(MENAFN- Khaleej Times) An out-of-the-world musical experience marked the end of Space Week at Expo 2020 on Saturday night as the Academy-led Firdaus Orchestra and Grammy-winning musical composer AR Rahman transported the audience to another plane.
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True to the theme, the stage was lit up with visuals from space – celestial bodies orbiting the outside world – as a backdrop.
The all-female pioneer ensemble that Rahman mentored for over a year performed a mix of contemporary and classic pieces, including one of her original compositions in front of a packed audience. The performance marked the close of Space Week – one of the themed weeks that is part of the People and Planet program at Expo 2020.
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The concert which started a little after 7 p.m. saw ardent Rahman fans lining up at Jubilee Park since the start of the evening to get a glimpse of the music legend.
When the Madras Mozart, as it is popularly called, made its appearance to present the orchestra, an ecstatic audience applauded.
âI would like to thank the Expo for giving me the opportunity to set up this project,â said Rahman, thanking everyone who supported him on Firdaus’ journey.
The concert began with a short track titled A Space Odyssey – Zarathustra followed by the musical theme of the Bollywood blockbuster Bombay, a hugely popular work by the maestro.
The hour-long performance also saw the orchestra led by conductor Yasmina Sabbah perform music from Star Wars and ET – Adventures on Earth, Turkish March, Karl Jenkins’ Palladio and Beethoven’s Symphony No.5.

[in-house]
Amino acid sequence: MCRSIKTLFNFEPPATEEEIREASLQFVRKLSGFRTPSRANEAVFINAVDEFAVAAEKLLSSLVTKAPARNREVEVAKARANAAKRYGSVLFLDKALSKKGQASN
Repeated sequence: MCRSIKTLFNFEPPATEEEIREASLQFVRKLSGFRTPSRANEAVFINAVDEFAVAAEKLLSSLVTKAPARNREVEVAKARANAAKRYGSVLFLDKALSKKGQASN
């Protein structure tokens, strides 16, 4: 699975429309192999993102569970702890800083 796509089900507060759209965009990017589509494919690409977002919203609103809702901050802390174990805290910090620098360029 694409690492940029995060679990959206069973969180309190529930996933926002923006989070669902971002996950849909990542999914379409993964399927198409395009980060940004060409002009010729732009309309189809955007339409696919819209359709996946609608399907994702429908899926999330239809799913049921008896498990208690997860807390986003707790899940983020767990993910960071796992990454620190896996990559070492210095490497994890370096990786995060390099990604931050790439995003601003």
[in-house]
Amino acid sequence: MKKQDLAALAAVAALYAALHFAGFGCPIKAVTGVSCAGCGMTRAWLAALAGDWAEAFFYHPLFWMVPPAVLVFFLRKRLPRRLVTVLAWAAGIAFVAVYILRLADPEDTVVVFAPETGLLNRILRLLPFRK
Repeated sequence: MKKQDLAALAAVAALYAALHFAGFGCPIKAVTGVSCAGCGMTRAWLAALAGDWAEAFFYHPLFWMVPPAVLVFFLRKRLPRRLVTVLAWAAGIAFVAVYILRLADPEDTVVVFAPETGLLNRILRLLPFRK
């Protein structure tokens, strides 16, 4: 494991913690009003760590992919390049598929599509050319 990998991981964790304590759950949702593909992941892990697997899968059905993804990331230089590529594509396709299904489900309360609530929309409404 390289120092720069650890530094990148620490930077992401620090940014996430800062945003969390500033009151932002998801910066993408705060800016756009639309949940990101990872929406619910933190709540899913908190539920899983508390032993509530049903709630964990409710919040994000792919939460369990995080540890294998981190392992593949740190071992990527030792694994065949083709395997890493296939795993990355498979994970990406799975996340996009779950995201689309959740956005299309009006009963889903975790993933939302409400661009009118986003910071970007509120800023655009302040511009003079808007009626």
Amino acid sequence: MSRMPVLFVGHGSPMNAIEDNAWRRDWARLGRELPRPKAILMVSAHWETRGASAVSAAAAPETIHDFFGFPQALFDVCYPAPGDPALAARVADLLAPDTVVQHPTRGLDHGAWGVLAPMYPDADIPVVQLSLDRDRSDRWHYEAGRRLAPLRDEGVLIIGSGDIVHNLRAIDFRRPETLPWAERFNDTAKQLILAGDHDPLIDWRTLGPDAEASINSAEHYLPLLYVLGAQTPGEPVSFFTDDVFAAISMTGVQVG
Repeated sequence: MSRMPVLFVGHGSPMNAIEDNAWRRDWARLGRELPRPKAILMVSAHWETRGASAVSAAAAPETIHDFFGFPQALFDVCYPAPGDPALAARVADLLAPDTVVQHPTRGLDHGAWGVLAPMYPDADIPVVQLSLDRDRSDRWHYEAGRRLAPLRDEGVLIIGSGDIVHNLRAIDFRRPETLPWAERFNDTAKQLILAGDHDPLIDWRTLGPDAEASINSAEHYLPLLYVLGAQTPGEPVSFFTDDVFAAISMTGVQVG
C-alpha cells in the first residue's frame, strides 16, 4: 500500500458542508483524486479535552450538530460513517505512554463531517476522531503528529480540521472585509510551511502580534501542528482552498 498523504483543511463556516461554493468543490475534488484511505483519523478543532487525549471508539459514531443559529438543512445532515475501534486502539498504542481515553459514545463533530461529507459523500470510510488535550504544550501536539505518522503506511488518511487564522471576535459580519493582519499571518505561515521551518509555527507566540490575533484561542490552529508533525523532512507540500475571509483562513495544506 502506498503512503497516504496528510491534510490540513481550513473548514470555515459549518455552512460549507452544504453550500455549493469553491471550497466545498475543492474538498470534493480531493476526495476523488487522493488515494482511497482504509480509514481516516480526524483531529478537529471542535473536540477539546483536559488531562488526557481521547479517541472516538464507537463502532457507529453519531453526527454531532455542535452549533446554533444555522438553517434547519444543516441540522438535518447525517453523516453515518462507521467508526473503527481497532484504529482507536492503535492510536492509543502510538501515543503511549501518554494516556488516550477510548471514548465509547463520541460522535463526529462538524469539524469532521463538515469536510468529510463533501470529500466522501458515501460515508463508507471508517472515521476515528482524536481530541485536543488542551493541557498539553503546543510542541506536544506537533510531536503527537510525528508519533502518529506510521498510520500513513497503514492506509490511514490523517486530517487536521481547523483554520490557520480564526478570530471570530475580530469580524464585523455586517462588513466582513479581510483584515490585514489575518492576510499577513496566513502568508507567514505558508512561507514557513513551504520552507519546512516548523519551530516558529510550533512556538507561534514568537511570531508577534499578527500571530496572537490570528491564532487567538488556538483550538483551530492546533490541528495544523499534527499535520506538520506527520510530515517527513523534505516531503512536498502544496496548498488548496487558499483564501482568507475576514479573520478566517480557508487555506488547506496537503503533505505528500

The highlight of the evening was Rahman’s original piece A Humanitas-ProorismÃ³s-Al Amal, a work he inspired by stars, planets and space exploration.
He says: Humanitas-ProorismÃ³s-Al Amal is an ode to space explorers. I’ve been trying to write it for three months; I had lots of ideas. For the Firdaus Orchestra’s first concert, I wanted to do something for Space Week, so it’s a 15-minute piece inspired by Eastern space efforts, âsaid Rahman.
âThere is a sense of poetry and a sense of deep spirituality when you see the planets and space. So how would an Indian sound or an oriental sound pair with a Western orchestra or instruments from the Middle East? That was the idea, and it’s an experience. Hope people like it, âRahman said in a press release.
Anjana Sankar Anjana Sankar is a UAE-based journalist who pursues global stories of conflict, migration and human rights. She has reported on the frontlines of the wars in Yemen and Syria and has written extensively on the refugee crisis in Bangladesh, Iraq and Europe. From talks with Daesh militants to integration into the United Arab Emirates military in Yemen, to covering earthquakes, floods, terrorist attacks and elections, she has emerged from conflict zones unscathed. most dangerous in the world. With over 14 years of experience, Anjana is currently Associate Editor at the Khaleej Times and leads the reporting team. She often talks about women’s empowerment on her Facebook page which has over 40,000 followers.
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